Yanicke ’67 continues supporting Cornell students

When Georgia Yanicke ’67 was a Cornell College student in the pre-Title IX era, intercollegiate sports weren’t offered for women and she participated in Kippers, the synchronized swimming team. Her love of swimming led her to choose Cornell’s new sports medicine hydrotherapy area for her gift to the college’s Athletic and Wellness Facilities Project.

Georgia Yanicke '67 smiling in white blouse and necklaceYanicke is giving $100,000 to support the hydro space in Cornell’s $19.5 million Richard and Norma Small Athletic and Wellness Center (the SAW), part of the Greater > Than Campaign. 

“I’ve had hydrotherapy. It works really well. They are going to use it for athletic injuries, and I want to help student-athletes,” Yanicke said. 

She has been supporting Cornell for years through the Cornell Fund, the recent Science Facilities Project, and her own Georgia A. Yanicke ’67 Endowed Fund for International Education Studies.

“I wanted to pay back in small quantities over time, and I just kept going,” she said. 

President Jonathan Brand said the college is grateful for Yanicke’s ongoing support.

“Georgia’s enthusiasm for Cornell is infectious,” he said. “Through her giving she has touched the lives of our students in so many ways—through international travel, the sciences, and now our sports medicine hydrotherapy program.”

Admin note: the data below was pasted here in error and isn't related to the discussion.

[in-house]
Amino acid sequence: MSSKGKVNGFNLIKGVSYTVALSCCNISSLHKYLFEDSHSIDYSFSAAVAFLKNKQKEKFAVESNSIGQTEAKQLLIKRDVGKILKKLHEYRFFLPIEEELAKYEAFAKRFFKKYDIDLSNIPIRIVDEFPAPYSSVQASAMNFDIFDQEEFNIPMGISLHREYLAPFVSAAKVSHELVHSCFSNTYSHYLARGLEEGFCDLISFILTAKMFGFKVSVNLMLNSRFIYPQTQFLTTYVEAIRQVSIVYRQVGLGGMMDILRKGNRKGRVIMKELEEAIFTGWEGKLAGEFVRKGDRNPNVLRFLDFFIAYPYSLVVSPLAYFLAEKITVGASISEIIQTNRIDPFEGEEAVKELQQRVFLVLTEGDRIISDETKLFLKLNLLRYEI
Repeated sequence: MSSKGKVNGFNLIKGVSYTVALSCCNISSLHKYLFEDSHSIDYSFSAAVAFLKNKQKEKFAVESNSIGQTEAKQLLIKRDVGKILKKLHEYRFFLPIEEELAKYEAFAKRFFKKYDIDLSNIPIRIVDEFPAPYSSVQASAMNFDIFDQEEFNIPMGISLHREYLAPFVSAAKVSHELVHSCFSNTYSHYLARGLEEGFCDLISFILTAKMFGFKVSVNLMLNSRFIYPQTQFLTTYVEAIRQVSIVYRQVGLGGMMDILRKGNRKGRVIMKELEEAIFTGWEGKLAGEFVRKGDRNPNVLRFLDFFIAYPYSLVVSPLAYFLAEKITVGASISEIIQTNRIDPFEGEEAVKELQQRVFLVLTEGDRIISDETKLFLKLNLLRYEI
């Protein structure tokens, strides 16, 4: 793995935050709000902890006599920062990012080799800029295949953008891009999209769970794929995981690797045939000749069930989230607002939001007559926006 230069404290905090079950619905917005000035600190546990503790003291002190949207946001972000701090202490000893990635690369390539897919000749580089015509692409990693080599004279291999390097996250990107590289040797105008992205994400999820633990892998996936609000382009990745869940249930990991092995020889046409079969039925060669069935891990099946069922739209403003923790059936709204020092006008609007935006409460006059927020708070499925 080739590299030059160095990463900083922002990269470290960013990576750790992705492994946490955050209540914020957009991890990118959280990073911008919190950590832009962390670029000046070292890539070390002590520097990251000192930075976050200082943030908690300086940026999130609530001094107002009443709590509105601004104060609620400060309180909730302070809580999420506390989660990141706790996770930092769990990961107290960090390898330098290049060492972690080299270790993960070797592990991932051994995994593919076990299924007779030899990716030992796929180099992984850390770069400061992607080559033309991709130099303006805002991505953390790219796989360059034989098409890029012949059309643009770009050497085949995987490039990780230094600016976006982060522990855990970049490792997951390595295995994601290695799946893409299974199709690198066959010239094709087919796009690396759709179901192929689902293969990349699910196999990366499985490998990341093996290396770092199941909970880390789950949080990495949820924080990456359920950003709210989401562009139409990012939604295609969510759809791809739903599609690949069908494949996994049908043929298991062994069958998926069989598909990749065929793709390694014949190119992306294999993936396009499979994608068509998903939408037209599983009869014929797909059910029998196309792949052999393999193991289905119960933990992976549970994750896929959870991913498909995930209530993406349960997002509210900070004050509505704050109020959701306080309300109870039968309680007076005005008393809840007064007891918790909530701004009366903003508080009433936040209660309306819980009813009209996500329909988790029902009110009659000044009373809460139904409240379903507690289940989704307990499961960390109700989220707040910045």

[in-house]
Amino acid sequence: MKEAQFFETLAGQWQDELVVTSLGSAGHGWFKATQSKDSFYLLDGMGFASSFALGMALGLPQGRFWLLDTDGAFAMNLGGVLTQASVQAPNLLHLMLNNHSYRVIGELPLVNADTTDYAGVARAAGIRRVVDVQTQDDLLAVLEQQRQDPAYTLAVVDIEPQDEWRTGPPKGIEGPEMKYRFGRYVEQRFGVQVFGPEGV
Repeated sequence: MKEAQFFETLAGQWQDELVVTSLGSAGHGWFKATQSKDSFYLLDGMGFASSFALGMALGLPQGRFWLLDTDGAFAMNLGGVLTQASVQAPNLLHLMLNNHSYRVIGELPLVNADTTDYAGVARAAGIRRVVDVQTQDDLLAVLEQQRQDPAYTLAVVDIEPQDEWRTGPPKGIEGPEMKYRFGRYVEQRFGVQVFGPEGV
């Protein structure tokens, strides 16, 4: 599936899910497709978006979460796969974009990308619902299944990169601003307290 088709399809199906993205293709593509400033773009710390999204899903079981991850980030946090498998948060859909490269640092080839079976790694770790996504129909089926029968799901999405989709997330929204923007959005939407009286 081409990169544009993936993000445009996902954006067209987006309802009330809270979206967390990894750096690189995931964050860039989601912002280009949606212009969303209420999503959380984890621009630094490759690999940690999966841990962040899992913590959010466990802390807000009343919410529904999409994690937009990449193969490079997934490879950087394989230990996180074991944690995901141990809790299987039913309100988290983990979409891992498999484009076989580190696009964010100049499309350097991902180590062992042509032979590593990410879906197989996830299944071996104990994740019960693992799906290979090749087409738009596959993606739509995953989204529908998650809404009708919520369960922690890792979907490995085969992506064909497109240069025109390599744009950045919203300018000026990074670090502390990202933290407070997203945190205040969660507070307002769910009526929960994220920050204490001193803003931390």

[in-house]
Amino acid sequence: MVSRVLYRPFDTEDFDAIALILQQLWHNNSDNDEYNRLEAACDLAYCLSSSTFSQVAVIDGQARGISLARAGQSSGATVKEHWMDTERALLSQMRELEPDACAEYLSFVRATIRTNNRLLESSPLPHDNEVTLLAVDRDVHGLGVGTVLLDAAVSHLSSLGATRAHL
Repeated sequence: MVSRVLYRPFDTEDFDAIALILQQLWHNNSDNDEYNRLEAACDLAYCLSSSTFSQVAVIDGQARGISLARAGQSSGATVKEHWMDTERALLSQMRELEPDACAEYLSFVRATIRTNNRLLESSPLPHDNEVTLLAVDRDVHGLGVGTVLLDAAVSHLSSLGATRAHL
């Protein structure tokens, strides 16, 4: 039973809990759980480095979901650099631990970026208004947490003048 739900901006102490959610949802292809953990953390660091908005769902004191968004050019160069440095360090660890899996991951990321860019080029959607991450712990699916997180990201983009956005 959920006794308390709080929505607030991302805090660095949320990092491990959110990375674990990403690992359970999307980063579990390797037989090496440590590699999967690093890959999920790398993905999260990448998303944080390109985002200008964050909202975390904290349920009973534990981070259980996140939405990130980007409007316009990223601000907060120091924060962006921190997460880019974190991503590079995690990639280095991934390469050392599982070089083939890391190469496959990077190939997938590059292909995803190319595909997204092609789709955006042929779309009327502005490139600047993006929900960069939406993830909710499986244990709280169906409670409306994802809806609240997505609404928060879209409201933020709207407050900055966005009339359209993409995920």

Yanicke is a Wisconsin educational leader who retired as a special education supervisor for the Milwaukee Public Schools after serving over 35 years. She has taught swimming to Milwaukee students with disabilities for 40 years. 

“It gives me my kid fix,” she said.

At Cornell she studied psychology and elementary education and in addition to Kippers she played oboe in the band and orchestra. She went on to specialize in behavioral, learning, and cognitive disabilities while completing master’s and doctoral degrees. Prior to joining the Milwaukee Public Schools, she taught at Creighton University, lectured at University of Wisconsin-Milwaukee, and supervised student teachers at the University of Wisconsin-Madison while working on her Ph.D. thesis.

Yanicke, who got to live in Dows Hall the first year it opened, was a tenacious student. She created her own program at Cornell that allowed her to get around a multitude of rules and regulations so she could study in Germany and Austria for a semester with her high school exchange student sister.

“I just thought it was a great experience. I thought everybody should have an experience like that,” she said. 

So while her Georgia A. Yanicke ’67 Endowed Fund for International Education Studies helps make it possible for Cornell education students to travel the world, her latest gift will ensure injured student-athletes are well cared for.